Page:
This is a hand-written essay and illustration by my son, Anders when he was six-years-old.
How Giraffes Got their Long Necks.Once upon a time, long long ago, giraffes did not have long necks. They could not eat leaves from trees. They were starving. When it was fall, they could not reach down to get them. They could not drink water from the lakes. There was a ditch nearby and one giraffe wanted to know what was in it. She went to find out. She asked an earthworm this question, but he didn't answer. So she went to the ditch and climbed in. When she got in, her neck stretched. It never grew back. That is how giraffes got their long necks.
I spent much of yesterday again pouring through old cartons of school work and memorabilia from my children's childhood. Anders was very precocious and most of his work at that age involved designing intricate road systems for the city. It was an intellectual departure for him to contemplate how nature was designed the way it was designed.
He is now a PhD student at MIT. His inquisitive mind never stopped pursuing knowledge.
Meanwhile, as I was going through old files in working towards the ultimate goal of downsizing to a condo, I found some old diaries of mine. This photo is of one of the illustrations I'd tucked in my diary, in between pages giving a detailed exegesis of the Batman and Robin TV shows.
In case the picture isn't clear, I have drawn a carefully exact picture of Batman and Robin, and labeled the color scheme of every part of their costume. It is clear where my son got his brilliant, inquisitive mind...right...?
And here is a poem I wrote in middle school:
At birth the child is a joy to behold,
A rocking cradle of shining gold.
At one the child is brother's joy,
A sparkling wonder of baby boy.
At two the child, so cute to walk,
A rarely felt honor to hear him talk.
At three the child has learned to say "no".
A discouraging language destined to grow.
At four the child screams all day.
Take the child and throw him away.
I guess I had not quite yet developed a sense of the sanctity of life...
In my defense, I didn't know Jesus back then. I didn't come to know the Lord till I was 29 years old, and frankly...the difference was obvious. I cringe when I think of who I was before I gave my life to Christ. Fortunately, we are not defined by our past.
Philippians 3:13 says: Brothers, I do not consider that I have made it my own. But one thing I do: forgetting what lies behind and straining forward to what lies ahead, I press on toward the goal for the prize of the upward call of God in Christ Jesus.
Fortunately, that is what happened to me. Once I knew Christ, my life changed. In fact, that dichotomy was evident when I completed a psychological inventory required when my husband was applying for a job in ministry some years ago. The results flummoxed the test interpreters.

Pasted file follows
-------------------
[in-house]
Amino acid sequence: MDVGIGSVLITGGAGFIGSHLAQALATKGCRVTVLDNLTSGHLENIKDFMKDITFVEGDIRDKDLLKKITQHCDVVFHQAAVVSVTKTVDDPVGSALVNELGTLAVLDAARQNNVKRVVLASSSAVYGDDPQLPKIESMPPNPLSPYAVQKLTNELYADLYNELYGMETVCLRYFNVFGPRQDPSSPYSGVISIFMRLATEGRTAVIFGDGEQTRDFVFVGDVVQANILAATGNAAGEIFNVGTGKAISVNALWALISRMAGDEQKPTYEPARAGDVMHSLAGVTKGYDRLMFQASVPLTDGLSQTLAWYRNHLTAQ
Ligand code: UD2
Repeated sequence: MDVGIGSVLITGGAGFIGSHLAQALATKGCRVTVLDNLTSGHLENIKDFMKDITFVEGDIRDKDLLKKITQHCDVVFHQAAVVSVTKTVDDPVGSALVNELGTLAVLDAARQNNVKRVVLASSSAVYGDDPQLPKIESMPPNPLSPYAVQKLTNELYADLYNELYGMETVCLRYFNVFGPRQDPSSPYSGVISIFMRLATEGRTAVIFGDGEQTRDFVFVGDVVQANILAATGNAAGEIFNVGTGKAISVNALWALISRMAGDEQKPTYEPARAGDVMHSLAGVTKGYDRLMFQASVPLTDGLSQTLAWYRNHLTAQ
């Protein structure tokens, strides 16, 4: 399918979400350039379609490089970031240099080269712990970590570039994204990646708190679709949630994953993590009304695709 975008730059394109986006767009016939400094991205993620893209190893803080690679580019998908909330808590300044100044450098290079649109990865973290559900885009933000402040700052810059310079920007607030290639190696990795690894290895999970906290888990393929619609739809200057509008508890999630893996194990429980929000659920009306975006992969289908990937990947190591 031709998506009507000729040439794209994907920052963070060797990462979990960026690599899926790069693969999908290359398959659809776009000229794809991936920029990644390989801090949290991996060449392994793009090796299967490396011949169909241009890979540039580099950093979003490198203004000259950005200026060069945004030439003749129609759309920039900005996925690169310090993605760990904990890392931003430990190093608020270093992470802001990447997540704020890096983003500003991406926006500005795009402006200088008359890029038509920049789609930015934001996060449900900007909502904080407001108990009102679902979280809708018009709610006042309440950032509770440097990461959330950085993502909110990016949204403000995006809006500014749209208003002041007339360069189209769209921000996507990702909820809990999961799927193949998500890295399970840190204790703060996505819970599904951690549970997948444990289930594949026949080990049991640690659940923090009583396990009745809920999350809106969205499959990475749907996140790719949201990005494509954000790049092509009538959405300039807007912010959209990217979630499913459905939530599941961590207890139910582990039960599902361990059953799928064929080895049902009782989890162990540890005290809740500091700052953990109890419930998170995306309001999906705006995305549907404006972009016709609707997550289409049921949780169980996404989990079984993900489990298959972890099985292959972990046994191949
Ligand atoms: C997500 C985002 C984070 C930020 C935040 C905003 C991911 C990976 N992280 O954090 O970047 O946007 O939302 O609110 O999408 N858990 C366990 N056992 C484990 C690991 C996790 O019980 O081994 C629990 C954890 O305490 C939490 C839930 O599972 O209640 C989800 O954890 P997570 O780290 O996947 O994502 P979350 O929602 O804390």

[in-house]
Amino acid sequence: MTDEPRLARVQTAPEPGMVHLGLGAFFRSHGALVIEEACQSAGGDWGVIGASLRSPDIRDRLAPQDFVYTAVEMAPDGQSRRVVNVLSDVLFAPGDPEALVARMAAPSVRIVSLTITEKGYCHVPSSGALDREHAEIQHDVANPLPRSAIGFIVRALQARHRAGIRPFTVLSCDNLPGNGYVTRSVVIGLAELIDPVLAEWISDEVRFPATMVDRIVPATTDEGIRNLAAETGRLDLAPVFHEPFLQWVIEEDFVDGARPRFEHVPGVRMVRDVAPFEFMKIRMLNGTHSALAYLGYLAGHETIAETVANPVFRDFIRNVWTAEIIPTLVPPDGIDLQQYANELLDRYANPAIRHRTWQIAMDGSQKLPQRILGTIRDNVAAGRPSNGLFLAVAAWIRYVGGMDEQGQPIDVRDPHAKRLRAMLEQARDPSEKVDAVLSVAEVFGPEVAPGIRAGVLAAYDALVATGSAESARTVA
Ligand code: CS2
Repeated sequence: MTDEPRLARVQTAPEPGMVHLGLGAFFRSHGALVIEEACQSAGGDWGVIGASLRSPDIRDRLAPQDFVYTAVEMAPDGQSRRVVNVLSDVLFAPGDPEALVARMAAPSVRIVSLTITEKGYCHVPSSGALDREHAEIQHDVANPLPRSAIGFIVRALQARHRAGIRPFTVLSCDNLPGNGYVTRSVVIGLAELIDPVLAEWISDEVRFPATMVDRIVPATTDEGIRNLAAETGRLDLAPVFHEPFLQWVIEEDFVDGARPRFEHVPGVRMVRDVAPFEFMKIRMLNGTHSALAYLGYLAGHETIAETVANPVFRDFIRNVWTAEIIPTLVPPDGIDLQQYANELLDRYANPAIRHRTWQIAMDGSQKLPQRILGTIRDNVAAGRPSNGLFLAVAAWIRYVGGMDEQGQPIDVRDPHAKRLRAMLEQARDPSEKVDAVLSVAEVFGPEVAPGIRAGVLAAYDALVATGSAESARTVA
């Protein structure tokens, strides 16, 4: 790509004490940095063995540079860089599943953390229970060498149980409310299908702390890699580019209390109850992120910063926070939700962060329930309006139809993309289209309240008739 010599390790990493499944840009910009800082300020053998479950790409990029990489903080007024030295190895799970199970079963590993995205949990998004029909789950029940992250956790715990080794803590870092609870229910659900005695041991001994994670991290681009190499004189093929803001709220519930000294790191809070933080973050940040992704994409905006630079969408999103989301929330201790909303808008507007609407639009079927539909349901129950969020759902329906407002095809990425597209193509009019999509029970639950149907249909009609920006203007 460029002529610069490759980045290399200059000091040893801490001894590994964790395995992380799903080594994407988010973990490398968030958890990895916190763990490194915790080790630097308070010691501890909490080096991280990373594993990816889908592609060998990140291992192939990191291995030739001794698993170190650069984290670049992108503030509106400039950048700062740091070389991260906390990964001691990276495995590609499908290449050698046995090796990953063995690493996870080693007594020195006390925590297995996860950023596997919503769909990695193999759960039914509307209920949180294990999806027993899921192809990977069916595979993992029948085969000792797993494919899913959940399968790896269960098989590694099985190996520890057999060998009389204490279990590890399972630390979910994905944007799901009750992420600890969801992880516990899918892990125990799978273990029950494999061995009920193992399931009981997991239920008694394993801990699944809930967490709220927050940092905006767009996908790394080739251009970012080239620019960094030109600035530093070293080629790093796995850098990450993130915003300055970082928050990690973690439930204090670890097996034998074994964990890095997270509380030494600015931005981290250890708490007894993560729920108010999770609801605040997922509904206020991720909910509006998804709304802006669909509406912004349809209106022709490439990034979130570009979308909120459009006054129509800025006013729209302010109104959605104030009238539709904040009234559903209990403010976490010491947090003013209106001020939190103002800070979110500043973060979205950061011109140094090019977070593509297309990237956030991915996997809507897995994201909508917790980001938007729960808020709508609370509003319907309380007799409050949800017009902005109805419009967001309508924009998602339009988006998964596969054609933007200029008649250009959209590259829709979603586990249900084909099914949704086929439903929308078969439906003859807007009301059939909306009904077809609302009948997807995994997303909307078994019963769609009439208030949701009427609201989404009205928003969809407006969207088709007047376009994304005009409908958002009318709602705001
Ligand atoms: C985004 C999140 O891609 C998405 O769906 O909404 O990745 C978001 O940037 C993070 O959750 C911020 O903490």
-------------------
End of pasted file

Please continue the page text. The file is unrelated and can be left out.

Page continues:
"It is as though you are two people," they said.
"I am," I told them, "I am an entirely new creation in Christ. The old me was completely alien to what I have become in Jesus." The questions about my past reflected my years separated from God. The questions about my present reflected my new life in Christ.
Sometimes, the old me still rears its ugly head. I try to squash it back down. That battle will rage until the day I die and gratefully land at the feet of my Lord. It is a wearying, continual battle, but one we must fight as Christians. I have to keep remembering to forget the past, and press forward to the upward call of Christ. That upward call is what defines me now, despite the many stumbles along the way. The Bible tells me once I am in Christ, I am a new creation. THANK GOD for that!
This is a picture I sketched of Anders when he was reading a book and contemplating what he had learned. I love this sketch. He was 9-years-old in this picture. That means he was studying calculus. I am not kidding either. What I love about it is that he has been so caught up in his reading that his shoes are untied, and clearly nothing matters but his deep thoughts about what he has just learned. The external world means nothing compared to the thoughts in his impressive mind.
That's how I felt when I first fell in love with Jesus. I could not get enough of the Bible. I read it cover to cover, over and over. Nothing mattered but my deep thoughts about what I had just learned.
Not even Batman and Robin....
Therefore, if anyone is in Christ, he is a new creation. The old has passed away; behold, the new has come.
I have been crucified with Christ. It is no longer I who live, but Christ who lives in me. And the life I now live in the flesh I live by faith in the Son of God, who loved me and gave himself for me.